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A practical guide on how to turn nerves into excitement

9 February 2023

We are going to look at steps you can take to learn how to turn nerves into excitement as most of us – even the most experienced raconteurs – struggle with public speaking nerves. When we work with clients they often say:

“I don’t like the feeling of all eyes on me”.

“I feel exposed and in the spotlight”.

“Everyone’s watching me”.

That’s actually a primal fear. Psychologists believe that prehistoric humans perceived being the centre of attention as an existential threat. Eyes on you probably meant predators’ eyes on you, and no one wanted to be eaten alive. It’s likely that our amygdala – the part of our brain that coordinates a response to danger – went into overdrive, triggering our fight-or-flight impulse. The result? Intense stress and a surge of adrenaline in the moment.

Out of the cave and into a conference room 

The upshot is that humans have translated an ancient fear of being watched into the cold-lit conference halls and board rooms of modern-day public speaking. Although there’s now little chance of being immediately eaten alive, the physical stress response is in our DNA. Public speaking therefore feels like a very real threat, triggering bodily reactions to danger, like palpitations, shaking, a red face, and so on.

It’s understandable that, when our brains are telling our bodies we are under threat, we find ways to mitigate that threat – to almost wall ourselves off from the source (the audience). Sound familiar?

how to turn nerves into excitement

How can we manage feeling nervous?

Fortunately, studies have shown one way how to turn nerves into excitement is that we can calm the amygdala in public speaking situations by turning the focus away from ourselves – away from whether we’ll mess up or the audience will like us – and towards helping the audience. When we are kind to others, we feel less stressed about ourselves.

Yes, that’s hard to do. Start with three steps:

  1. Prep for your audience

Don’t start with the topic, start with your audience.  Prepare by asking yourself: What do you want them to know? who will be there? Why have they come? What else do they need? Be specific, and then craft your message to directly address those needs.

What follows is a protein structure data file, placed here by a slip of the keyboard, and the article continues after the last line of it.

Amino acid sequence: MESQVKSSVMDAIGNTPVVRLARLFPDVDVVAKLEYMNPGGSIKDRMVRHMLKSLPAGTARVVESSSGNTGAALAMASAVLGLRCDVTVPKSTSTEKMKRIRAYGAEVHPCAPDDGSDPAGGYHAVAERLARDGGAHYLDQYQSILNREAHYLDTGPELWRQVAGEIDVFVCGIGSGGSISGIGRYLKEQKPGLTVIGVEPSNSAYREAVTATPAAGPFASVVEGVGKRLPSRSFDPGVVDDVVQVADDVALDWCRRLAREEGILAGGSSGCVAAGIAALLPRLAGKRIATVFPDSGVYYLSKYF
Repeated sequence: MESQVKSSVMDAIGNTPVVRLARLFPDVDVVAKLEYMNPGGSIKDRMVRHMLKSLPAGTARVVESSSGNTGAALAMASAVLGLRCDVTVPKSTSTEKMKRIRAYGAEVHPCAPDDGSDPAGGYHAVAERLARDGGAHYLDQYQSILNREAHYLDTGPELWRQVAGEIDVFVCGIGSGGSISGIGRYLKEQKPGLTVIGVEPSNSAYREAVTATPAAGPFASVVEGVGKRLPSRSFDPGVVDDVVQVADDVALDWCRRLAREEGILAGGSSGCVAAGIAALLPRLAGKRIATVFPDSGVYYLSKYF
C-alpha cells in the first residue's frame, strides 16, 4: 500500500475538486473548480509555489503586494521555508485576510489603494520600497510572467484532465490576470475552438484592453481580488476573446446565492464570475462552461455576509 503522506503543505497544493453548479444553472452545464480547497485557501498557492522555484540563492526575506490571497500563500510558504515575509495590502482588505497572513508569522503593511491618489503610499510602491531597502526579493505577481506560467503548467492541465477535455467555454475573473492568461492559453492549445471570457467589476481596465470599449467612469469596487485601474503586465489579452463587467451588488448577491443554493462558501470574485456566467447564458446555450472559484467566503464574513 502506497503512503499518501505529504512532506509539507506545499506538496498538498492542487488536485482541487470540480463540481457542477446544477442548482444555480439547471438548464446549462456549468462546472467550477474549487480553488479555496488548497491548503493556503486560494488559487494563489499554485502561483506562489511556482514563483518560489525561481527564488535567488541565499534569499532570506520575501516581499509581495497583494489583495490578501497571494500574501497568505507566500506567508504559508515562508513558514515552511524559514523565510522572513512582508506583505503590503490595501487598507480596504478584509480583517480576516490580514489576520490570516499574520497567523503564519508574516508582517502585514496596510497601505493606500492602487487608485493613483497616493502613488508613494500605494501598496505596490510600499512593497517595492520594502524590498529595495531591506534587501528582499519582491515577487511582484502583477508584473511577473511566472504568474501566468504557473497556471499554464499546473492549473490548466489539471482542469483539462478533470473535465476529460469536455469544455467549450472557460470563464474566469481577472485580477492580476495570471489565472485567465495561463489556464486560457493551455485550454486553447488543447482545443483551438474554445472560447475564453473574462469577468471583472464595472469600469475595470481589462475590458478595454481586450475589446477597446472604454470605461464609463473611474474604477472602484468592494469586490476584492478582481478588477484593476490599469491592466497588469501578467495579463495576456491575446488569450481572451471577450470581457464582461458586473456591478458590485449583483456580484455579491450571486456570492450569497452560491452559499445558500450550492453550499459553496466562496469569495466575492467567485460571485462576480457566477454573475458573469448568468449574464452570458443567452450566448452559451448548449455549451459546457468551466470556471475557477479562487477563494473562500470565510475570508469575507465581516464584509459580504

1. Reframe and refocus

Nerves hit their peak just before we start speaking – when the brain is shouting “everyone will judge you. What if you fail?” That’s the time to reframe the problem. Remind yourself that you’re here to help your audience, and be firm with your brain. Over time, telling yourself “this presentation isn’t about me; it’s about what my audience needs” will change your physiology.

  1. Make eye contact

Rather than scanning the room and connecting with no one – or focusing on your notes or slides rather than the group – make eye contact with lots of individuals. By hovering on someone for the duration of a point or thought, you’ll make your audience feel like you are just talking to them. This is hard. Most of us try to scan the entire room and making eye contact with strangers may feel confronting. The science, however, says that the more you practice eye contact, the less nervous you’ll feel.

Struggle with eye contact? Look at people’s foreheads – they’ll still feel like you’re talking to them, and you’ll still feel like you’re focusing on individuals rather than a room full of people.

It’s because we care

Ultimately, the stakes are high because you care about this speech. You want people to connect with your points and take something important away with them. By reframing the experience into one of excitement and generosity, you’ll train your brain to gradually switch off that distressing fight-or-flight response. Try it and let us know how you get on.

If you are still struggling on how to turn nerves into excitement and want to excell at presenting in front of a crown then we can do one to one presentation training to help you achieve your goals, contact us today.